With a more powerful fan, bigger chimney and greater width, canopy hoods often have a higher airflow than fixed types. They usually have additional features such as electronic controls, glass shelves, a rail for hanging implements and three or four fan speeds.
Also known as powerpacks, undermount rangehoods are hidden away above the cooktop, which makes them an unobtrusive choice. However, because they don’t necessarily cover the entire cooking area, they may not work as well as a canopy rangehood – depending on where your saucepan is located.
Downdraft hoods are unobtrusive and stylish extractors that are recessed into the back of the cooktop. They rise up when required, sucking in moisture and smells and pulling them down and out through the duct. We don’t currently test these models, but they tend to be more expensive and less effective than other types.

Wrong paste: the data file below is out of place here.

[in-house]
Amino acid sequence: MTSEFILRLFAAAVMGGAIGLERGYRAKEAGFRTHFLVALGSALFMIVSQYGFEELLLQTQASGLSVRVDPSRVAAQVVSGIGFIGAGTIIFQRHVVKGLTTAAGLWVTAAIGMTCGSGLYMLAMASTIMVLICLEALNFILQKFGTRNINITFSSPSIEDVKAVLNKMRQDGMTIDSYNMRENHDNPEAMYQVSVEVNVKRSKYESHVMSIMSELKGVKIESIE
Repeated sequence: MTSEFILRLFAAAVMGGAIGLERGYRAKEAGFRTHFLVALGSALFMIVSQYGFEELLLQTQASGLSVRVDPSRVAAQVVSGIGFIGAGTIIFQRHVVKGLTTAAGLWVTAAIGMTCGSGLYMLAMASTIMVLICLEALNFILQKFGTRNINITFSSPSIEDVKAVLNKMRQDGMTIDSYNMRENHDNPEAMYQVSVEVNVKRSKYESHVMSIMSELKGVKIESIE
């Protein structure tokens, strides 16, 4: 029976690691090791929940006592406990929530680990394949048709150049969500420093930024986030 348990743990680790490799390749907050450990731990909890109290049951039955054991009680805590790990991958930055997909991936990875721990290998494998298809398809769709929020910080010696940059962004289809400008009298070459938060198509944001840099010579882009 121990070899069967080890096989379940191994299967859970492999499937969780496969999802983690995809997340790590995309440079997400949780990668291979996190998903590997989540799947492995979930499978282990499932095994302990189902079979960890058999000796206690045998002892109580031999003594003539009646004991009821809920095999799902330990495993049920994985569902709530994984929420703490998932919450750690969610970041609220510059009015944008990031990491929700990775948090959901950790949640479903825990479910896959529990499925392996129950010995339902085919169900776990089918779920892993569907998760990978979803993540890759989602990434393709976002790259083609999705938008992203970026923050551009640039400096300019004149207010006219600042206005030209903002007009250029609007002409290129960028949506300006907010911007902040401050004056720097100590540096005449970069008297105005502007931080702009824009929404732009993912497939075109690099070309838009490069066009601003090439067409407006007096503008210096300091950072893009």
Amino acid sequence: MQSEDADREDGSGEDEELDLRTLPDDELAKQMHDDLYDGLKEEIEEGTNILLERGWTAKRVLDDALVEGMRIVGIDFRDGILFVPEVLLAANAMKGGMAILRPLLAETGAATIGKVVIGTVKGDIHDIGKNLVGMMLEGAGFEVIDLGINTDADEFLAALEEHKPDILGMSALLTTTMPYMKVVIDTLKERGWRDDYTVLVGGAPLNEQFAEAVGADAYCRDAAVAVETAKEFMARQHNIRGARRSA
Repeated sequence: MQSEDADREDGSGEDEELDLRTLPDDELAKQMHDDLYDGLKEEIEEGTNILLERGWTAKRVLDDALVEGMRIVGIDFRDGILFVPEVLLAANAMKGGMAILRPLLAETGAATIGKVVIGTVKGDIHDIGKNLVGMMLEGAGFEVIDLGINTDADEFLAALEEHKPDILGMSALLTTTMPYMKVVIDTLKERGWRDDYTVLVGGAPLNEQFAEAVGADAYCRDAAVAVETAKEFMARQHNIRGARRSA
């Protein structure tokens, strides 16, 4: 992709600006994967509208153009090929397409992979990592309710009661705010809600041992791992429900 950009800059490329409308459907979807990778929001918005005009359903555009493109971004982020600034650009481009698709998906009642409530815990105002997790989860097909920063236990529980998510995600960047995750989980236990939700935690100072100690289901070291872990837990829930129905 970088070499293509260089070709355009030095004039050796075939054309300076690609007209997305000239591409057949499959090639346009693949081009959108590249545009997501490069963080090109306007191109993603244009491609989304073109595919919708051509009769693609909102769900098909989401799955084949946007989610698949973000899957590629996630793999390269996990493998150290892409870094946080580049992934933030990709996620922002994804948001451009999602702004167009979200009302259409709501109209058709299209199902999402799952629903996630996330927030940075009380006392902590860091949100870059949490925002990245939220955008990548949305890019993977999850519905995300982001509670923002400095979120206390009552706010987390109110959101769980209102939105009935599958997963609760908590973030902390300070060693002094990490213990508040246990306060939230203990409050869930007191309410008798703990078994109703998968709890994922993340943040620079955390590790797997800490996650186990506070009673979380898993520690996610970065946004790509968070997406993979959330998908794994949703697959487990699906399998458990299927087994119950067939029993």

All rangehoods are noisy, especially if you are using the higher fan speeds. Noise is going to be an important consideration for purchasing, so take note of the noise results in our tests.
Some models are quieter in recirculating mode and others are quieter in ducted mode, so make sure you check which results you are looking at.
Our current average noise levels for ducted mode on the lowest fan speed is 50 decibels, and on the highest speed it is 66dB. In recirculating mode these figures are 54dB and 65dB respectively. Some models tested go above 70dB on the highest fan setting.
Bear in mind that 65dB is around three times as loud as 50dB, so it’s a significant increase in noise level as you go up the fan speeds. A level of 60dB is about as loud as a normal conversation between two people at a distance of one metre.